Analytic tools are essential ways to address space shortages for Occupiers or Investors. The reasons are complicated but the traditional market no longer supplies enough quality space. Online listing services do not yield satisfying choices. More aggressive tools, that emulates your precise business strategy or market expertise are needed to find deals in the era of Space Scarcity. The surest way to make deals is to create them and data is an integral part. Understanding the market comes first before developing the tools to exploit it. For instance, this is the case that better data will help you purchase Big Industrial deals…
The development side of Big Industrial is generally made up of two groups. One is the Big Entities which as a combined group owns roughly 50% of the better industrial space in major markets. They have their own capital, a stable of Occupiers, and control land and buildings. They are generally public companies and receive institutional finance who need internal returns to pay to shareholders or claimants. Performance is benchmarked to market indices. At the Big Entities, real estate is normally held to generate income for stable returns and property is only for on limited occasions. Yield is the end game.
The second group are the entrepreneurial developers who can come from different backgrounds. They include Big Entity veterans, land owners themselves, and opportunists with a taste for risk. They each have an expertise in market specialization, build-to-suit, capital relationships, or a low land basis. Because of the diverse backgrounds, there are different profit motives. The entrepreneurs hold or sell depending on their best choice at the moment. By skewing Big Industrial data, we can focus on merchant builders who are seeking profit.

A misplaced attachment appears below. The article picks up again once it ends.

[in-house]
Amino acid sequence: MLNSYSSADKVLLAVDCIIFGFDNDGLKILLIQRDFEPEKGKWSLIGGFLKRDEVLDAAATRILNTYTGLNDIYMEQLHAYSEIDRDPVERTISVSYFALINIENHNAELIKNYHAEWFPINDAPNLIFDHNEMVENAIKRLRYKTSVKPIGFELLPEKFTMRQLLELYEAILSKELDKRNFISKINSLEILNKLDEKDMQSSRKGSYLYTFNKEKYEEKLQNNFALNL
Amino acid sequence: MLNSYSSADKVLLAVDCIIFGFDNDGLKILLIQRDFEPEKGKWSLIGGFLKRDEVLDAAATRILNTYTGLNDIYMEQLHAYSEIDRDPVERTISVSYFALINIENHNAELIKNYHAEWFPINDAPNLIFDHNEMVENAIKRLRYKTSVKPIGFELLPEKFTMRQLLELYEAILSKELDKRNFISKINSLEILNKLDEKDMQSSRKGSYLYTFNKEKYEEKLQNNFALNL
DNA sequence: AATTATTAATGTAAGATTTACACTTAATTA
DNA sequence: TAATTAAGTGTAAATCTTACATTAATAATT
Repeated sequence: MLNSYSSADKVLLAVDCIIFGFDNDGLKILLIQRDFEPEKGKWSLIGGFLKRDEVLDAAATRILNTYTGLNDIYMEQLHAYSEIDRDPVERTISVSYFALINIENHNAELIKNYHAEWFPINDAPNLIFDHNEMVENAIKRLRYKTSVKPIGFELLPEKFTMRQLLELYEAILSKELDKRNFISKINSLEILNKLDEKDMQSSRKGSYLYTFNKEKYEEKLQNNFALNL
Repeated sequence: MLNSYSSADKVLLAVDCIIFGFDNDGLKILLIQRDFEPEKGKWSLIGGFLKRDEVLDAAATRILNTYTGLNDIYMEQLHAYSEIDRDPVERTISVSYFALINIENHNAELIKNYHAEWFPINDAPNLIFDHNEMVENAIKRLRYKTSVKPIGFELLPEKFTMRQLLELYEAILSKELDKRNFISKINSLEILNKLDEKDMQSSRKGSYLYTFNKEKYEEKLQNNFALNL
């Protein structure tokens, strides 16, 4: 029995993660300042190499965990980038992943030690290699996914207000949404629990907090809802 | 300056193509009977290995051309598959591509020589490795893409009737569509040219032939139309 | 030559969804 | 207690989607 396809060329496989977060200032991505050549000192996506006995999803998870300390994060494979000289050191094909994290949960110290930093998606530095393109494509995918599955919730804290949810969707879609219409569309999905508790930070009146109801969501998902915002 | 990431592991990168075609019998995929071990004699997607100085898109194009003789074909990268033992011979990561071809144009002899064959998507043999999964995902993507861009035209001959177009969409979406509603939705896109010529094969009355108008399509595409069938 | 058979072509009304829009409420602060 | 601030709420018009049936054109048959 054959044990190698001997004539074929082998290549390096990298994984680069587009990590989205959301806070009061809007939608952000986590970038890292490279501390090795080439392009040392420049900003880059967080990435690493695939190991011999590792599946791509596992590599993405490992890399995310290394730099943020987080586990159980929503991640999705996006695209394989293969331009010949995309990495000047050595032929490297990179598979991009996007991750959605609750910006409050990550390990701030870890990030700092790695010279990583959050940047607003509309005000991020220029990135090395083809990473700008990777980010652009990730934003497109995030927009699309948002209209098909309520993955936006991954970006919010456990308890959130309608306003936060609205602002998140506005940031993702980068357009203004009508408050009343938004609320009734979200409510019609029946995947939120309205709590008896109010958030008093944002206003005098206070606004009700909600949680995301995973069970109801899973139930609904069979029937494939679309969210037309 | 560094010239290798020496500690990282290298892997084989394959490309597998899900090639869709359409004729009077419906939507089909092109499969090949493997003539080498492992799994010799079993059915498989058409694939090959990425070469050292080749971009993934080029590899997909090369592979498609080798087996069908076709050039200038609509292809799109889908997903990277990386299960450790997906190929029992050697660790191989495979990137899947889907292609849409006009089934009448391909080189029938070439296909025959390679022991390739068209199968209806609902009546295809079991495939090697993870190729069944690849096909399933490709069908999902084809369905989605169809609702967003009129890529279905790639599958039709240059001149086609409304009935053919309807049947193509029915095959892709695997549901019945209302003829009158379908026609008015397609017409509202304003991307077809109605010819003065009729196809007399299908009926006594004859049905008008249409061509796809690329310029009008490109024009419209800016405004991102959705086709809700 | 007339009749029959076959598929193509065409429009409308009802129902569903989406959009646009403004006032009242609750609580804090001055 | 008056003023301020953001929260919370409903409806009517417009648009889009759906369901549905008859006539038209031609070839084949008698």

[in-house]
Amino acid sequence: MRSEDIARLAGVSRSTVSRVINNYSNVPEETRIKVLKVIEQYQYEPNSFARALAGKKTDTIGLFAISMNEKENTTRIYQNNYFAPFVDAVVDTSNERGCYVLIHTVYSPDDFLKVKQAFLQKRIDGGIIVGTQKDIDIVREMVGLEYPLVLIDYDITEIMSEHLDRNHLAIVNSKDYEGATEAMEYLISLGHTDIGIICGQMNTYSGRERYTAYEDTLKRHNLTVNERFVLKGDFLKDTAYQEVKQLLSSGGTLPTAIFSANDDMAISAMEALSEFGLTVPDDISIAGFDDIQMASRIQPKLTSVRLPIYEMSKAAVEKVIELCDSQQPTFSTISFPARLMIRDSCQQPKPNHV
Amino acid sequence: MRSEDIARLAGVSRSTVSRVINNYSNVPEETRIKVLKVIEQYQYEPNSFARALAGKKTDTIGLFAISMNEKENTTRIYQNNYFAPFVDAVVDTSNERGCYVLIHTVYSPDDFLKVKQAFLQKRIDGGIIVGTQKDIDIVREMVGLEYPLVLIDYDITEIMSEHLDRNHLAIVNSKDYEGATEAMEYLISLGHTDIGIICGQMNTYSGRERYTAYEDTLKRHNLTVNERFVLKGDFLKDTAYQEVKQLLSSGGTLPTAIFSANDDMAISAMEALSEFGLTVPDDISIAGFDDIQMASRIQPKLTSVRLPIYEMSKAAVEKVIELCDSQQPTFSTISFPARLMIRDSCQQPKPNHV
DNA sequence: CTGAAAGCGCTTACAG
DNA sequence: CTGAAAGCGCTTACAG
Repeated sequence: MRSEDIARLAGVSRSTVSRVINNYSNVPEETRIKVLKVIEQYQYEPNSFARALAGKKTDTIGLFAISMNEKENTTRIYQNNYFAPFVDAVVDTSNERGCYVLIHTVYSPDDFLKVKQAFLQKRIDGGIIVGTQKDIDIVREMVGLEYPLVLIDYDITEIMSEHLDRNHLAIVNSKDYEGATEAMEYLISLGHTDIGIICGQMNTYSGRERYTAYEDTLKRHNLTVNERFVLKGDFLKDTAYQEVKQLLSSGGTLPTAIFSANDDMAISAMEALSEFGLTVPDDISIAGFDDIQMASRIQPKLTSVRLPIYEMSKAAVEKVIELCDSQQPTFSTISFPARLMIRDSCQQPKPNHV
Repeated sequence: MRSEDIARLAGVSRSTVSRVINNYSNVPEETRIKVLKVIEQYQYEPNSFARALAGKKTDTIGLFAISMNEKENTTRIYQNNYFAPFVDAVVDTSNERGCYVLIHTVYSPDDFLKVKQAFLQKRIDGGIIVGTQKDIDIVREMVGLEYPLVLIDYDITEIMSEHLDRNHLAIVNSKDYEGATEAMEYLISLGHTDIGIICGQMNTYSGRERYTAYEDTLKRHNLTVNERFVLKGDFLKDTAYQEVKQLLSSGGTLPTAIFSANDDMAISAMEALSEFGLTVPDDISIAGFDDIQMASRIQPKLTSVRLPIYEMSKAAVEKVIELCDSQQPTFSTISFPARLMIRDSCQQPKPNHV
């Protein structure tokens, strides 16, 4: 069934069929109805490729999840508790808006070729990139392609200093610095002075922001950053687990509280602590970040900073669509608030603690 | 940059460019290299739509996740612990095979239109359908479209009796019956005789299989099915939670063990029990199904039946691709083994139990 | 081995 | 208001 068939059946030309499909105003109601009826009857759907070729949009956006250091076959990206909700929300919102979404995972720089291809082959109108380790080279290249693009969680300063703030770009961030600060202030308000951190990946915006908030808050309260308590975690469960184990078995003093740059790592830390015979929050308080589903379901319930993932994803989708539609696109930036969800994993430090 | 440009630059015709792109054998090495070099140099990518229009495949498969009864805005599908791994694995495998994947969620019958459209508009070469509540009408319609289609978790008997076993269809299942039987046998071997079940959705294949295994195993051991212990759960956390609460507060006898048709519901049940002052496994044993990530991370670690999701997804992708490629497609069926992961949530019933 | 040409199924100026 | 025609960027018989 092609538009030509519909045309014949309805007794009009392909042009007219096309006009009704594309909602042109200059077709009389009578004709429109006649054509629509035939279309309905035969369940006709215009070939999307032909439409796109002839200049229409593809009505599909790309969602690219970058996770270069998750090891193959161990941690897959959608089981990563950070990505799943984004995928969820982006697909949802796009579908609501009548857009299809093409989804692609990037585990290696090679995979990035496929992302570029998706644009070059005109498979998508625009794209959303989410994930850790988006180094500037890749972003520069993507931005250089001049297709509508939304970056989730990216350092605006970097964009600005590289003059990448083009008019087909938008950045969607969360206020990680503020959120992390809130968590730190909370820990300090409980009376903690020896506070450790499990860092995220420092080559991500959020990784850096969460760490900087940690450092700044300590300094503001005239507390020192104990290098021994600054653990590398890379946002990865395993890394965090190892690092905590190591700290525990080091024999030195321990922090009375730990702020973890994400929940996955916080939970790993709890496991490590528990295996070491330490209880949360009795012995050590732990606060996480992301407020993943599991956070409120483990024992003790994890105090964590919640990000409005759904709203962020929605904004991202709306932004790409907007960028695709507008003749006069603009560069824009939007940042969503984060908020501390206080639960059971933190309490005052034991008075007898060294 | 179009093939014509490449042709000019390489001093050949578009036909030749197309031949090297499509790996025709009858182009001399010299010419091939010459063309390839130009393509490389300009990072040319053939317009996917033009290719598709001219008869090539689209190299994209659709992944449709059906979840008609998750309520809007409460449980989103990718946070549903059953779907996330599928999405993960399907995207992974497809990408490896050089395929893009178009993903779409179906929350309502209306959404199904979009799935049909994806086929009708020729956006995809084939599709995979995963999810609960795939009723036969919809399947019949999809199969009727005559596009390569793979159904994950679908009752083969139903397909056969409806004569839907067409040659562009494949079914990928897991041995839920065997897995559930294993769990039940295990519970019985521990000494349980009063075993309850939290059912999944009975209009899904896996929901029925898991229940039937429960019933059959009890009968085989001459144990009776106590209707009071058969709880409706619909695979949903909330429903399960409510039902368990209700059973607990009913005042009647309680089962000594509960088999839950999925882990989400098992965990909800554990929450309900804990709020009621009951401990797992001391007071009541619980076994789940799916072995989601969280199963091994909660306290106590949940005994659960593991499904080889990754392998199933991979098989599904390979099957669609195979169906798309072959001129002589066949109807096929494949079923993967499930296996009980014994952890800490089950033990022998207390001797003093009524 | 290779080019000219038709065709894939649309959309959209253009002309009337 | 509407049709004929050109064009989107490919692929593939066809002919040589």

The Occupier market is similarly constructed. The majority of occupiers want leased space and have no interest in ownership equity. They are not rewarded for owning property and in many cases punished by stockholders even if the numbers make sense. At the same time, there is a much smaller sub-group of Occupiers who use real estate to increase net worth. These are mostly tightly held companies or family run businesses who leverage their occupancy into favorable real estate returns. Data analytics can optimize the relationships between merchant builders and occupiers who can anchor the deal. To improve overall performance, additional analytics can be run on the entire team involved in the real estate deal. Often this will include the land seller, developer, broker, investor(s). lender, occupier(s) and buyer.
This amount of data, especially on a national basis, can only be done by coding. Investors are A, Occupiers are B, Developers are C. Sellers are D. Brokers are E. There are also codes for geography, size, industry and preference. More data generally will deliver better results but only to a certain performance hurdle. It’s really no different than what a smart dealmaker does in his head but data science is able to increase the scale without diminishing the contribution of relationships, experience and street smarts.
By the end of the year, we will be making our MAPP program public. It’s a program we developed that combines data and spatial information. It was designed in particular as an acquisition tool to help buy property. I use MAPP for infill land sites, Gardena, and Big Industrial Nationwide. I can see all US ownership, who leases, and how much space they occupy. By running relationship queries MAPP can make predictive analysis about who would be right for a given site. There will be some interesting platform economics to get buy-in from participants but I’ll explain how I hope that will work on another day. For now, if you are looking for industrial real estate deals, I have the data.